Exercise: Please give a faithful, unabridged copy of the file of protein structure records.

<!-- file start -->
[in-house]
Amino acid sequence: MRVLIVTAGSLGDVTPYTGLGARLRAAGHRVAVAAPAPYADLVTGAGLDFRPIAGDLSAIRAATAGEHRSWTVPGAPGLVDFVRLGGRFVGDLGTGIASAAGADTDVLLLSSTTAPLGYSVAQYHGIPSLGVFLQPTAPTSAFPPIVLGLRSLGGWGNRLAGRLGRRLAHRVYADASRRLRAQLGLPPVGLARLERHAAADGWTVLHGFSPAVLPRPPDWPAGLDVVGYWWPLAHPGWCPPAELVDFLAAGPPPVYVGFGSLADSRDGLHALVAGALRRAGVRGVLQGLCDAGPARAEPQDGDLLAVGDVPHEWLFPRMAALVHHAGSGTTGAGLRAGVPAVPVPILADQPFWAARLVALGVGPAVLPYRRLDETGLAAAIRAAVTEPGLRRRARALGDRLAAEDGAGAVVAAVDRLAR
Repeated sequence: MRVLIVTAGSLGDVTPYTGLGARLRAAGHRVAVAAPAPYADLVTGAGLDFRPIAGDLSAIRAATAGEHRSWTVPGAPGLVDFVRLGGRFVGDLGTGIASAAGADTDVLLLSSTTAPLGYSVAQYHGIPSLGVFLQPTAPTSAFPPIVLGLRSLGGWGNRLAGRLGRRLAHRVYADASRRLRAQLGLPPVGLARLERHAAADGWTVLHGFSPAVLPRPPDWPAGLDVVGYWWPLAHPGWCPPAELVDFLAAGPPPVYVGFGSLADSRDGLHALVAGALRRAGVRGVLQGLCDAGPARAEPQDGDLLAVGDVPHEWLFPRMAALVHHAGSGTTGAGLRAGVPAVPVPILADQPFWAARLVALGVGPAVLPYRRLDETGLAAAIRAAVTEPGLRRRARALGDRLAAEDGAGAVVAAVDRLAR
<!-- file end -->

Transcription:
[in-house]
Amino acid sequence: MRVLIVTAGSLGDVTPYTGLGARLRAAGHRVAVAAPAPYADLVTGAGLDFRPIAGDLSAIRAATAGEHRSWTVPGAPGLVDFVRLGGRFVGDLGTGIASAAGADTDVLLLSSTTAPLGYSVAQYHGIPSLGVFLQPTAPTSAFPPIVLGLRSLGGWGNRLAGRLGRRLAHRVYADASRRLRAQLGLPPVGLARLERHAAADGWTVLHGFSPAVLPRPPDWPAGLDVVGYWWPLAHPGWCPPAELVDFLAAGPPPVYVGFGSLADSRDGLHALVAGALRRAGVRGVLQGLCDAGPARAEPQDGDLLAVGDVPHEWLFPRMAALVHHAGSGTTGAGLRAGVPAVPVPILADQPFWAARLVALGVGPAVLPYRRLDETGLAAAIRAAVTEPGLRRRARALGDRLAAEDGAGAVVAAVDRLAR
Repeated sequence: MRVLIVTAGSLGDVTPYTGLGARLRAAGHRVAVAAPAPYADLVTGAGLDFRPIAGDLSAIRAATAGEHRSWTVPGAPGLVDFVRLGGRFVGDLGTGIASAAGADTDVLLLSSTTAPLGYSVAQYHGIPSLGVFLQPTAPTSAFPPIVLGLRSLGGWGNRLAGRLGRRLAHRVYADASRRLRAQLGLPPVGLARLERHAAADGWTVLHGFSPAVLPRPPDWPAGLDVVGYWWPLAHPGWCPPAELVDFLAAGPPPVYVGFGSLADSRDGLHALVAGALRRAGVRGVLQGLCDAGPARAEPQDGDLLAVGDVPHEWLFPRMAALVHHAGSGTTGAGLRAGVPAVPVPILADQPFWAARLVALGVGPAVLPYRRLDETGLAAAIRAAVTEPGLRRRARALGDRLAAEDGAGAVVAAVDRLAR